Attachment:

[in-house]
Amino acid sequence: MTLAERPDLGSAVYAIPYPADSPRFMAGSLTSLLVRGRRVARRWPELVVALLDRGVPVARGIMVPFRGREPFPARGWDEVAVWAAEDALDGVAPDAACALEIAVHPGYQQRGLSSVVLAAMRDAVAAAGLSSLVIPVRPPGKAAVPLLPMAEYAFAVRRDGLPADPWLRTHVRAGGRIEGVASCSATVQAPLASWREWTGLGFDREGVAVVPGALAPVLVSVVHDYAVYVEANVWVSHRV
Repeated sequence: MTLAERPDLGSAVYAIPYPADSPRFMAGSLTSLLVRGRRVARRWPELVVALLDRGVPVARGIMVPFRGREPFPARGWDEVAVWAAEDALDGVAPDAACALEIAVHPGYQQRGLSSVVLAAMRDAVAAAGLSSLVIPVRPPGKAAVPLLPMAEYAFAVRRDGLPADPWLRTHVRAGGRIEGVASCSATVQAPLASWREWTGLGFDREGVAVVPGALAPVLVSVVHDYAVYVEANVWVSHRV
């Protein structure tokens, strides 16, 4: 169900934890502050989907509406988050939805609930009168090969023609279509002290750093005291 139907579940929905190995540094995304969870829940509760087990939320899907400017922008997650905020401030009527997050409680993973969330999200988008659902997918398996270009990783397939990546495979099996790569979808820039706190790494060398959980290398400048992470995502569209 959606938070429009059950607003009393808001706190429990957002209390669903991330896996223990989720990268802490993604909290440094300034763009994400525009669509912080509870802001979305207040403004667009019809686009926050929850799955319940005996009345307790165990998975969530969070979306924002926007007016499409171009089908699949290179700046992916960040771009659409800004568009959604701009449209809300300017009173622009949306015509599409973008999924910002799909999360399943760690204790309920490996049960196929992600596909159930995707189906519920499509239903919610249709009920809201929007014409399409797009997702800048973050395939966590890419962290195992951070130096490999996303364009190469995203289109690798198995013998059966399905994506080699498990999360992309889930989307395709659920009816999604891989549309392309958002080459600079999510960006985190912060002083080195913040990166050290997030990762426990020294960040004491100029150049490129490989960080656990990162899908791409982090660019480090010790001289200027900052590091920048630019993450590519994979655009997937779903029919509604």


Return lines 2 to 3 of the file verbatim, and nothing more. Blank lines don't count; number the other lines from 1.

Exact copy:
Amino acid sequence: MTLAERPDLGSAVYAIPYPADSPRFMAGSLTSLLVRGRRVARRWPELVVALLDRGVPVARGIMVPFRGREPFPARGWDEVAVWAAEDALDGVAPDAACALEIAVHPGYQQRGLSSVVLAAMRDAVAAAGLSSLVIPVRPPGKAAVPLLPMAEYAFAVRRDGLPADPWLRTHVRAGGRIEGVASCSATVQAPLASWREWTGLGFDREGVAVVPGALAPVLVSVVHDYAVYVEANVWVSHRV
Repeated sequence: MTLAERPDLGSAVYAIPYPADSPRFMAGSLTSLLVRGRRVARRWPELVVALLDRGVPVARGIMVPFRGREPFPARGWDEVAVWAAEDALDGVAPDAACALEIAVHPGYQQRGLSSVVLAAMRDAVAAAGLSSLVIPVRPPGKAAVPLLPMAEYAFAVRRDGLPADPWLRTHVRAGGRIEGVASCSATVQAPLASWREWTGLGFDREGVAVVPGALAPVLVSVVHDYAVYVEANVWVSHRV